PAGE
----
Meet the Maker
From his home on a storied 19th century farm, high in the hills of Newbury, Vermont, Justin Squizzero is reviving the traditional crafts of spinning, weaving and naturally dyeing textiles.
First introduced to cloth making by his grandmother, herself a weaver, Squizzero had learnt to spin by the age of 12 and was weaving by 16. An apprenticeship followed, with Norman Kennedy and Kate Smith of The Marshfield School of Weaving in Vermont, which rooted his technique in the British-American hand weaving tradition. Today, in the atmospheric property he is restoring with his husband, Andrew, Justin creates timeless modern heirlooms using a 200-year-old loom. These include blankets and figured coverlets, each imbued with the distinct character of northern New England. Indeed, Squizzero is the only maker of handwoven figured coverlets known to be at work today.
Can you describe your process; how do you plan and execute your work?
Sometimes I start with a historic textile and begin by determining what it is and how to best recreate it, or create something similar. Other times a client will have requirements and we'll work together to plan something that I can make to satisfy those needs. My figured coverlets are a whole other story; I start with a 19th-century coverlet, graph out its whole original design, adapt that design to fit my loom, draw the whole thing out again, punch a set of cards for my Jacquard machine (200-300 cards), and then warp the loom and weave the coverlet. The planning stage can easily run for 100 hours before I even look at the loom.
Where do you work?
Dyeing happens outdoors over an open fire. I have one loom downstairs in the main living space and the entire upstairs, the garret, is filled with spinning and weaving equipment. There is one finished room up there, but three quarters is unfinished and open to the roof. It flows between ordered and chaotic depending on the time of year.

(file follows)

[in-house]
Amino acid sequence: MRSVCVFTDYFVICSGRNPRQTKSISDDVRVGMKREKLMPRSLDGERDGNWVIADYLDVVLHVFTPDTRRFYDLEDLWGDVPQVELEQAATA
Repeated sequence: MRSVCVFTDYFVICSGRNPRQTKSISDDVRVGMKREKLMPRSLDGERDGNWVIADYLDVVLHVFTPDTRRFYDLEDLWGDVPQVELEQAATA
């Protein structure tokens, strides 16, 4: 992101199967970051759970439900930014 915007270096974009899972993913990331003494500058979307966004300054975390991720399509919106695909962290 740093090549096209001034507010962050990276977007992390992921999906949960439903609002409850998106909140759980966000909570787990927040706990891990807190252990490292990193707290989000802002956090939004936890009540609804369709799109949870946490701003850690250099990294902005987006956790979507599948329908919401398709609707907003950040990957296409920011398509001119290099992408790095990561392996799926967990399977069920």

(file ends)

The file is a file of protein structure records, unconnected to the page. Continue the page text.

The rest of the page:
How would you describe your style?
Impeccable? Outdated? 19th-century farm chic? I have always liked old buildings, old stuff and old ways of doing things, and all those combine in my life and work.
Who or what most inspires you?
Obviously the past, but also people who can recognize an inherent value in traditional skills and perpetuate them as a relevant part of their lives and not as a re-enactment of something obsolete.
Who or what influences your work?
I've pursued figured weaving on my own, mostly through studying 19th century texts, textiles, and equipment. Historic textiles are hugely inspiring. They often don't seem like much, but once you understand the ways in which they were actually made, and how much skill and labor they're the result of, they take on a whole new meaning and value.
What medium do you most enjoy working with?
I work with a lot of linen, which brings a certain challenge, as well as great beauty and durability.
Are there any themes running through your work?
Just because it's old doesn't mean it's irrelevant.
Can you describe a typical working day?
I'm an early to rise kind of guy, then it’s let the dogs and cats out, get fires going in the stoves if it's cold weather, then coffee, livestock chores, followed by weaving or garden or work on the house, depending on what needs doing. There's at least one more round of animal chores later in the day interspersed with other work. I often listen to music or podcasts while I work, or just to the sounds of the loom.
What do you find most challenging about your work or industry?
I'm still getting the hang of working as a tradesman and selling like a fine artist.
What do the next 12 months hold for you?
We're continually working on restoring this house and returning the land to productivity so I'm excited to see what kind of progress we can make on that this summer. I've been expanding the capabilities of my Jacquard loom to weave other types of fabrics besides coverlets and I'm looking forward to getting a chance to finally start weaving those.